As a financial advisor, it is similarly important that you manage your clients' anxieties and infuse them with confidence in you and your skills. At times of market fluctuations or economic turbulence that could potentially be cause for concern, send a memo to your clients. Let them know that you are aware and monitoring the situation, and in your opinion they are perfectly safe. Share your reasoning with them where possible. Of course, if in your opinion there is truly legitimate cause for concern -- where decisive and corrective action needs to be considered -- share this with them too. It will be reassuring for them to know that you are doing due diligence and will also inspire them with confidence in you.
When you introduce availability, ongoing communication and reassurance to your quiver, you will add the value of feeling attended to, connection and confidence to your clients' experience. By doing so you will be balancing strong professional services with individual client attention -- a distinctive and authentic differentiator to your brand.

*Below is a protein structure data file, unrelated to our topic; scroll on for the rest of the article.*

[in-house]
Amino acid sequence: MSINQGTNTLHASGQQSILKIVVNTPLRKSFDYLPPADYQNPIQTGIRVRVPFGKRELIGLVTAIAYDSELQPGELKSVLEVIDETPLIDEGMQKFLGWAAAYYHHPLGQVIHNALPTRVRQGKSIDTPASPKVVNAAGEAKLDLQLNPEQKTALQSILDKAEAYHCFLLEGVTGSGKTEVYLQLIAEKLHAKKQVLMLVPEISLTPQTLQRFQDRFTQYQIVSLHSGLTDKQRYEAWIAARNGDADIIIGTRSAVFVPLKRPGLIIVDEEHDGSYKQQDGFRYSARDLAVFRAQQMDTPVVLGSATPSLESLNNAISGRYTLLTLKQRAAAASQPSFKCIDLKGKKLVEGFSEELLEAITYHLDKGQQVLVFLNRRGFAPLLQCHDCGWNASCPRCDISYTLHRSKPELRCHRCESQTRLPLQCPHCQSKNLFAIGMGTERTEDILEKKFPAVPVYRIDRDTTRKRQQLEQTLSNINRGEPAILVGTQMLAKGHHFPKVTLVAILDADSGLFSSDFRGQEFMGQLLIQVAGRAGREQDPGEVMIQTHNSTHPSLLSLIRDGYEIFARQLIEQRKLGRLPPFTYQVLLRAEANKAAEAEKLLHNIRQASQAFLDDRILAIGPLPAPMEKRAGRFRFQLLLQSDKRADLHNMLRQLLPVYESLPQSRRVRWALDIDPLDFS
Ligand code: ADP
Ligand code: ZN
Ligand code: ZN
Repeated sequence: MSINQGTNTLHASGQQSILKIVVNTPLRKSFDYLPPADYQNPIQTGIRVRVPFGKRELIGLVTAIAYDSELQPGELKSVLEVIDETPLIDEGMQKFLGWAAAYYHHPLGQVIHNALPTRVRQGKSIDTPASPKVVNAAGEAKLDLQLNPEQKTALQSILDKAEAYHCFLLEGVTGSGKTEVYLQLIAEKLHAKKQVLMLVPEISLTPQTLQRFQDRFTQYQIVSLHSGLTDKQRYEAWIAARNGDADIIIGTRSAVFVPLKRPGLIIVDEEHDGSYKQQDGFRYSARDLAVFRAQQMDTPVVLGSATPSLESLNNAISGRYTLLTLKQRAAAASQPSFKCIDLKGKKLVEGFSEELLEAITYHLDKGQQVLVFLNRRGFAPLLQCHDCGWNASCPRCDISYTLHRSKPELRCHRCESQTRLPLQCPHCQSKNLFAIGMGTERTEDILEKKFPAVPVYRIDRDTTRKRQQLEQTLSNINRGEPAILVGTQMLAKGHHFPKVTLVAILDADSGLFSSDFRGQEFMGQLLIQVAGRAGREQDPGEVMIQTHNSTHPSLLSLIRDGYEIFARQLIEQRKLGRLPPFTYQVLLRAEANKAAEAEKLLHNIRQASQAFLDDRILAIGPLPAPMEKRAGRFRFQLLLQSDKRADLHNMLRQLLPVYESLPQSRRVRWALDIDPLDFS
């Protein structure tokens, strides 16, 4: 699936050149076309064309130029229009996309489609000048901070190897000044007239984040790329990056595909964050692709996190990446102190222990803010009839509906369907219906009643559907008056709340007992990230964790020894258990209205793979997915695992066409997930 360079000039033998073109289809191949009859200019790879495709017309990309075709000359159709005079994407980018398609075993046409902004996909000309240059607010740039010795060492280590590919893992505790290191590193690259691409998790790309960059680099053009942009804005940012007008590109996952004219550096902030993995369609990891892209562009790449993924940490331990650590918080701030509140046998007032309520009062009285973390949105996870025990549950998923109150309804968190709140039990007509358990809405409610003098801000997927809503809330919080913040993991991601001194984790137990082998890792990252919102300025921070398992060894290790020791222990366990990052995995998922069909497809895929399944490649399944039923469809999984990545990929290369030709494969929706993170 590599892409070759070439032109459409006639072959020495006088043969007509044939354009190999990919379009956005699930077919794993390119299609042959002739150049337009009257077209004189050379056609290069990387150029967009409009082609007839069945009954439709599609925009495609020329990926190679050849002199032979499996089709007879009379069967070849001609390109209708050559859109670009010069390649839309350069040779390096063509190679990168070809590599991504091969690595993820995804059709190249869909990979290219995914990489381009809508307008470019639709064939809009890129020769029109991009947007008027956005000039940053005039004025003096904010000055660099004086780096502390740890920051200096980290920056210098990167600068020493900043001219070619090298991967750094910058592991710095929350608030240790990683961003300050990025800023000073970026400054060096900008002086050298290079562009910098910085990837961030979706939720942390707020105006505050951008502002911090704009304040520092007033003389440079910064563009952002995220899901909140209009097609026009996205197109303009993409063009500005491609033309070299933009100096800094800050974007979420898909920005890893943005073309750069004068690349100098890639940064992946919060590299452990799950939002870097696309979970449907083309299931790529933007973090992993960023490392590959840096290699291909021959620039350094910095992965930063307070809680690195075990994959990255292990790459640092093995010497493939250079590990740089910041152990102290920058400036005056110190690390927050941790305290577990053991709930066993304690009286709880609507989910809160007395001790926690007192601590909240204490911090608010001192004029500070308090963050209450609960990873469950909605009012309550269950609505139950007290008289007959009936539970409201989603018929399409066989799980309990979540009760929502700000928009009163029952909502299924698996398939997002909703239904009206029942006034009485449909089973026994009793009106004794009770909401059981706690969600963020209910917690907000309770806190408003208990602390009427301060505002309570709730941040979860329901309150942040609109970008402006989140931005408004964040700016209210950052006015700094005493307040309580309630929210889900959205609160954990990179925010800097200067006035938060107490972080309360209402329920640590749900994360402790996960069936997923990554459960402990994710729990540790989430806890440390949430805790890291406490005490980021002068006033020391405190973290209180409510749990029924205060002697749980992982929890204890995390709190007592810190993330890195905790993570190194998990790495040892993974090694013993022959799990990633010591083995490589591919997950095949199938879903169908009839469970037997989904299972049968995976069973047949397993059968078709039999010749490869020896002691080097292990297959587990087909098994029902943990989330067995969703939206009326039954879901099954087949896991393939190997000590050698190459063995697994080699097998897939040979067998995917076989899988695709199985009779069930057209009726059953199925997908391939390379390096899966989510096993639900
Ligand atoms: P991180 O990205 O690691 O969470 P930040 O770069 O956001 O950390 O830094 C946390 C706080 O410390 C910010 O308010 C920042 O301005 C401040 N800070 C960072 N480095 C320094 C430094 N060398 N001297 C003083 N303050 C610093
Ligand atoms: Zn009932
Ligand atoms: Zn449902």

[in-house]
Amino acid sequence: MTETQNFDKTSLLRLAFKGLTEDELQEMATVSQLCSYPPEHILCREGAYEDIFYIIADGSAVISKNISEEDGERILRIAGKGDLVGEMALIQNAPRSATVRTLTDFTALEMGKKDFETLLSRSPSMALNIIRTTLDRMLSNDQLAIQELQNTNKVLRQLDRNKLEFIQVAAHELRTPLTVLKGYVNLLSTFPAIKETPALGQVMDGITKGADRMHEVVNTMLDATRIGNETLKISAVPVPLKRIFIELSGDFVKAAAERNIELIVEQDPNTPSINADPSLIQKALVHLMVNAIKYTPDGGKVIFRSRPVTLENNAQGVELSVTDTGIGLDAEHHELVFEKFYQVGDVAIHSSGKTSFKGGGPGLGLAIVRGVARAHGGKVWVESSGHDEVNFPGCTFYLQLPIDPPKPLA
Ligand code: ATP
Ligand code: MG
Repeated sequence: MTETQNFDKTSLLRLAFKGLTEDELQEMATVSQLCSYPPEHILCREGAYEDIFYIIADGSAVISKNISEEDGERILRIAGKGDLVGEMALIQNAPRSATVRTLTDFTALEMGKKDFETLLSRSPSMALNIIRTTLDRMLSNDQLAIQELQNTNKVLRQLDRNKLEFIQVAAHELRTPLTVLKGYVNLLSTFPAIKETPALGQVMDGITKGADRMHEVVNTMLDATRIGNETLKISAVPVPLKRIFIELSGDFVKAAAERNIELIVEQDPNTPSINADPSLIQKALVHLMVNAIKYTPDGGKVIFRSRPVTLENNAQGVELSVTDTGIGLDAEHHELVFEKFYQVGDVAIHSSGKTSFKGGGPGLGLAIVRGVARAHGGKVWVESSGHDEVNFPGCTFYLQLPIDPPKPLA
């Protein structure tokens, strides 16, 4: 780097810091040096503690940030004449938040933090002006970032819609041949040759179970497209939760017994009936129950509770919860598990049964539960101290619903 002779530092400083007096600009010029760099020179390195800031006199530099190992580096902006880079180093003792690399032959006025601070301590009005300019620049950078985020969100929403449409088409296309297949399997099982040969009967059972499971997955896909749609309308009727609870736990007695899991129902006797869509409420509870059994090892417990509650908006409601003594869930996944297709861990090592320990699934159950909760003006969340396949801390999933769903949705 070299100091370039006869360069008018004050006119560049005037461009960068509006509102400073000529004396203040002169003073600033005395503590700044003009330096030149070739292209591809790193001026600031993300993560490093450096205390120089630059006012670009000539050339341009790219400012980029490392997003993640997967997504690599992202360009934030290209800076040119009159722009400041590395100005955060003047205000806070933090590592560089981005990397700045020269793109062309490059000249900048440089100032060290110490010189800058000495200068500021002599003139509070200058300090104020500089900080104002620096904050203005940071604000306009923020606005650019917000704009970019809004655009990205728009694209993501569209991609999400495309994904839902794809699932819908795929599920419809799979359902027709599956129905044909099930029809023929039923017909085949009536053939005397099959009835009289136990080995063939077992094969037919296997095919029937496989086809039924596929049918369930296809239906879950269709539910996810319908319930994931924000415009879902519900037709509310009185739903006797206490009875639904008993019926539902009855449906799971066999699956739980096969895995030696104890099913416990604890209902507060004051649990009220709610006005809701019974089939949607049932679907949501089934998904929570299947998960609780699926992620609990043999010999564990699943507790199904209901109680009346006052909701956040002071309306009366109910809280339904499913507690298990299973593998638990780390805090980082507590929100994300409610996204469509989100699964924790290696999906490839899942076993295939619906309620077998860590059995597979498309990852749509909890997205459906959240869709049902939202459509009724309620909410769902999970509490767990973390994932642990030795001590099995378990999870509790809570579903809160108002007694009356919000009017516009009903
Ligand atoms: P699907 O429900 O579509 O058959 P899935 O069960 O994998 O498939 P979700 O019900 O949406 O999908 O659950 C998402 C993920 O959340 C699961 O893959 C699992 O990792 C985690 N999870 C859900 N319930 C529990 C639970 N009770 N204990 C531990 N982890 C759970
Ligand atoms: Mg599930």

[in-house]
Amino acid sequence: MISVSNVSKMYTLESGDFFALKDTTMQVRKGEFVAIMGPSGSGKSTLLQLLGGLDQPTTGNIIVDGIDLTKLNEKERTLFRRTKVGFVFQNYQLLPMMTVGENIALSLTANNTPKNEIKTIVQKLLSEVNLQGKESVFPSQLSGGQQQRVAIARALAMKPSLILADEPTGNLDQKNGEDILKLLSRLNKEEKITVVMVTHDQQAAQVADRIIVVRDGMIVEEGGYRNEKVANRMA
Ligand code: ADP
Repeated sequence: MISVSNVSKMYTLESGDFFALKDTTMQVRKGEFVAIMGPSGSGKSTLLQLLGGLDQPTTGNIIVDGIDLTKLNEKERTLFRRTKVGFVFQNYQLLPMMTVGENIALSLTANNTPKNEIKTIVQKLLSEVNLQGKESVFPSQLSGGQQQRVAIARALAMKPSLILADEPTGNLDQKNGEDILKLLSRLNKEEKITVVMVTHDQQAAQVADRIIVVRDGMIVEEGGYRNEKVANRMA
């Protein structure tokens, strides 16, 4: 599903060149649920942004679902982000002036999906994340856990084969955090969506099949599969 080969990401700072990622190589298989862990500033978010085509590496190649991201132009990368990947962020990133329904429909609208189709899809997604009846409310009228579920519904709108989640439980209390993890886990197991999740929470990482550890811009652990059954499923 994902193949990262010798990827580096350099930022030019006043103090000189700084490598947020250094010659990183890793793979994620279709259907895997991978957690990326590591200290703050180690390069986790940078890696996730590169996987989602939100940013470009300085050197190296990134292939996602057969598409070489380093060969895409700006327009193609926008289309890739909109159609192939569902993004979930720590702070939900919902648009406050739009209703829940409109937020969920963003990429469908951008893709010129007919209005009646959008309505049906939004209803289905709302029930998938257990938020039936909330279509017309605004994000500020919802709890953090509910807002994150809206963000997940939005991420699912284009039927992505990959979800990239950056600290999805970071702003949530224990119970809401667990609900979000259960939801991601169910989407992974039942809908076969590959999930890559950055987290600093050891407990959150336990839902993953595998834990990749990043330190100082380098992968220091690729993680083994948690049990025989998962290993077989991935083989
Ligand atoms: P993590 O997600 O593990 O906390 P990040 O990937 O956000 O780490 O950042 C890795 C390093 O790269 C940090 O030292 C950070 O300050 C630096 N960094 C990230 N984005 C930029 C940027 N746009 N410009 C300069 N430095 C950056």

Raphael Lapin is a Harvard-trained negotiation and communication specialist. He is the principal of Lapin Negotiation Strategies, a training and consulting company, and author of Working With Difficult People, part of DK Publishers' (Penguin Books) Essential Managers Series. He can be contacted at firstname.lastname@example.org.